2.50
Hdl Handle:
http://hdl.handle.net/2436/609883
Title:
Fieldwork
Authors:
Gregg, Stephen
Abstract:
It has been previously noted that the post 1970s Study of New Religions entails an interdisciplinary methodological approach which has been “created primarily on the basis of the cumulation of fieldwork research projects” (Bromley, 2007, 67) In the introduction to this volume, the editors have skilfully charted the development of this distinct discipline with regard to wider Study of Religion and the Sociology of Religion and in this short chapter I wish to address the multi-methodological heritage of fieldwork research to explore its centrality to the study of New Religions. It should be noted at the outset, however that NRMs present a particularly challenging focus of study for fieldwork – often due to political or ethical issues that will be addressed below – but also simply for the fact that this relatively newly emergent academic discipline borrows from a diversity of methodologies which at the same time both enriches and “complicates the task of assembling a coherent corpus of knowledge” (Bromley, 2007, 66) Perhaps unsurprisingly, therefore, the history of NRM scholarship is a history of diverse fieldwork methodologies complicated by both the evolving nature of the discipline within the Academy and also influenced by perceptions and understandings of NRMs within wider society. Central to many of these research projects, however, is the concept of verstehen (Barker, 1984, 20), the Weberian terminology for understanding a belief or action within the social context relevant to the worldview of the individual or community in question. This has often been a challenging issue for NRM scholars due to the huge diversity of traditions bracketed within NRM studies, and also due to the sometimes counter-cultural or controversial nature of the customs and beliefs of the groups which are studied but, as Whitehead (1987) has argued, detailed fieldwork is particularly central to the study of NRMs as “if unfamiliar cultural systems are not substantially portrayed, they are easily reduced to silly stereotypes.” (Whitehead, 1987, 10)
Citation:
In: George D. Chryssides and Benjamin E. Zeller (Eds), The Bloomsbury Companion to New Religious Movements, Part 2, Chapter 1, pp25-28
Publisher:
Bloomsbury Publishing
Issue Date:
2-Jan-2014
URI:
http://hdl.handle.net/2436/609883
Additional Links:
http://www.bloomsbury.com/uk/the-bloomsbury-companion-to-new-religious-movements-9781441190055/
Type:
Book chapter
Language:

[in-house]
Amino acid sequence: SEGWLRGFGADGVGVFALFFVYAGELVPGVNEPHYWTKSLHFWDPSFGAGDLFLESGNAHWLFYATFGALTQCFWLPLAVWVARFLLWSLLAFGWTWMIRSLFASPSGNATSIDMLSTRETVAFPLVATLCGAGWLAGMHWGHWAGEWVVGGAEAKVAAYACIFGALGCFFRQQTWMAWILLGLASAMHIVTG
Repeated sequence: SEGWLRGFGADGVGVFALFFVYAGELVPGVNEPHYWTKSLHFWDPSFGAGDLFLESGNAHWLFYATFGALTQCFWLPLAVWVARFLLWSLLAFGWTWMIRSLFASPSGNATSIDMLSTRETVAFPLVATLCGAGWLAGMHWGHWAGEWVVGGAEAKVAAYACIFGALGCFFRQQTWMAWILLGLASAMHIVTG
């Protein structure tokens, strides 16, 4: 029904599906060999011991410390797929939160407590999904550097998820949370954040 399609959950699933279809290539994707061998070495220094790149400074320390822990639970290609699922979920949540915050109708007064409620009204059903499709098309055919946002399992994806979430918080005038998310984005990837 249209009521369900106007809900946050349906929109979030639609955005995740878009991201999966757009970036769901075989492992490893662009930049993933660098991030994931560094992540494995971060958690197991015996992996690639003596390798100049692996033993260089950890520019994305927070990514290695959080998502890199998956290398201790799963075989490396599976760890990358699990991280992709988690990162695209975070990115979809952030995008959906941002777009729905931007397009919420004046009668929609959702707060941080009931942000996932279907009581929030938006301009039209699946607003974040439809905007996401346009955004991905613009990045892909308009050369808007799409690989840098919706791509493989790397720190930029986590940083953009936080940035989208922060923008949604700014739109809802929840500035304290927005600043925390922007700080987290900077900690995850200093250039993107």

en
ISBN:
9781441190055
Appears in Collections:
FOSS

Full metadata record

DC FieldValue Language
dc.contributor.authorGregg, Stephenen
dc.date.accessioned2016-05-19T15:27:28Zen
dc.date.available2016-05-19T15:27:28Zen
dc.date.issued2014-01-02en
dc.identifier.citationIn: George D. Chryssides and Benjamin E. Zeller (Eds), The Bloomsbury Companion to New Religious Movements, Part 2, Chapter 1, pp25-28en
dc.identifier.isbn9781441190055en
dc.identifier.urihttp://hdl.handle.net/2436/609883en
dc.description.abstractIt has been previously noted that the post 1970s Study of New Religions entails an interdisciplinary methodological approach which has been “created primarily on the basis of the cumulation of fieldwork research projects” (Bromley, 2007, 67) In the introduction to this volume, the editors have skilfully charted the development of this distinct discipline with regard to wider Study of Religion and the Sociology of Religion and in this short chapter I wish to address the multi-methodological heritage of fieldwork research to explore its centrality to the study of New Religions. It should be noted at the outset, however that NRMs present a particularly challenging focus of study for fieldwork – often due to political or ethical issues that will be addressed below – but also simply for the fact that this relatively newly emergent academic discipline borrows from a diversity of methodologies which at the same time both enriches and “complicates the task of assembling a coherent corpus of knowledge” (Bromley, 2007, 66) Perhaps unsurprisingly, therefore, the history of NRM scholarship is a history of diverse fieldwork methodologies complicated by both the evolving nature of the discipline within the Academy and also influenced by perceptions and understandings of NRMs within wider society. Central to many of these research projects, however, is the concept of verstehen (Barker, 1984, 20), the Weberian terminology for understanding a belief or action within the social context relevant to the worldview of the individual or community in question. This has often been a challenging issue for NRM scholars due to the huge diversity of traditions bracketed within NRM studies, and also due to the sometimes counter-cultural or controversial nature of the customs and beliefs of the groups which are studied but, as Whitehead (1987) has argued, detailed fieldwork is particularly central to the study of NRMs as “if unfamiliar cultural systems are not substantially portrayed, they are easily reduced to silly stereotypes.” (Whitehead, 1987, 10)en
dc.language.isoenen
dc.publisherBloomsbury Publishingen
dc.relation.urlhttp://www.bloomsbury.com/uk/the-bloomsbury-companion-to-new-religious-movements-9781441190055/en
dc.subjectFieldworken
dc.subjectNew Religious Movementen
dc.subjectEthnographyen
dc.subjectVerstehenen
dc.titleFieldworken
dc.typeBook chapteren
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